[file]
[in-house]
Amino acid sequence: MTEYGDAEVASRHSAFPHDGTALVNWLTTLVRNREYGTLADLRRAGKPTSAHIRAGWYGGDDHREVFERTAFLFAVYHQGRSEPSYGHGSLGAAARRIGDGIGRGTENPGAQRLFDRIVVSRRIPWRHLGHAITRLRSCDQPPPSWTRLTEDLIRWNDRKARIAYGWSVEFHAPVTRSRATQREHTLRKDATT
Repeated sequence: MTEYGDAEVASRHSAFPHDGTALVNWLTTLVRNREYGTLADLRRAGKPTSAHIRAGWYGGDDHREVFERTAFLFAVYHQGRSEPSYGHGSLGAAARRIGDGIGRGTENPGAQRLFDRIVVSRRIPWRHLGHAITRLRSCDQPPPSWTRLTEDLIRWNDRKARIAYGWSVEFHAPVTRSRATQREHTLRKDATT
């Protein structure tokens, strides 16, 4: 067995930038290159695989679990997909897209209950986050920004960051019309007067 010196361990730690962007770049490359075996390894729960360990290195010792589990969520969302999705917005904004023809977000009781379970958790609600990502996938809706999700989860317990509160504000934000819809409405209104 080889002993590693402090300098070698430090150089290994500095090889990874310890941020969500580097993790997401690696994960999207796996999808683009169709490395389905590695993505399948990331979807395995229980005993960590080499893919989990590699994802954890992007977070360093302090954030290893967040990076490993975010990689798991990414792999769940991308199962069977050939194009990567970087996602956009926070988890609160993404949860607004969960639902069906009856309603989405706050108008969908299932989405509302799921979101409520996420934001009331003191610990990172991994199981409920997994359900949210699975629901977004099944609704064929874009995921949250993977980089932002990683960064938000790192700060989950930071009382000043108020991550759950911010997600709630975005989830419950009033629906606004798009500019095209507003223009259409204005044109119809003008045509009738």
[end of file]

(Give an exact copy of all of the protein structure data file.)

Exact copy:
[in-house]
Amino acid sequence: MTEYGDAEVASRHSAFPHDGTALVNWLTTLVRNREYGTLADLRRAGKPTSAHIRAGWYGGDDHREVFERTAFLFAVYHQGRSEPSYGHGSLGAAARRIGDGIGRGTENPGAQRLFDRIVVSRRIPWRHLGHAITRLRSCDQPPPSWTRLTEDLIRWNDRKARIAYGWSVEFHAPVTRSRATQREHTLRKDATT
Repeated sequence: MTEYGDAEVASRHSAFPHDGTALVNWLTTLVRNREYGTLADLRRAGKPTSAHIRAGWYGGDDHREVFERTAFLFAVYHQGRSEPSYGHGSLGAAARRIGDGIGRGTENPGAQRLFDRIVVSRRIPWRHLGHAITRLRSCDQPPPSWTRLTEDLIRWNDRKARIAYGWSVEFHAPVTRSRATQREHTLRKDATT
């Protein structure tokens, strides 16, 4: 067995930038290159695989679990997909897209209950986050920004960051019309007067 010196361990730690962007770049490359075996390894729960360990290195010792589990969520969302999705917005904004023809977000009781379970958790609600990502996938809706999700989860317990509160504000934000819809409405209104 080889002993590693402090300098070698430090150089290994500095090889990874310890941020969500580097993790997401690696994960999207796996999808683009169709490395389905590695993505399948990331979807395995229980005993960590080499893919989990590699994802954890992007977070360093302090954030290893967040990076490993975010990689798991990414792999769940991308199962069977050939194009990567970087996602956009926070988890609160993404949860607004969960639902069906009856309603989405706050108008969908299932989405509302799921979101409520996420934001009331003191610990990172991994199981409920997994359900949210699975629901977004099944609704064929874009995921949250993977980089932002990683960064938000790192700060989950930071009382000043108020991550759950911010997600709630975005989830419950009033629906606004798009500019095209507003223009259409204005044109119809003008045509009738």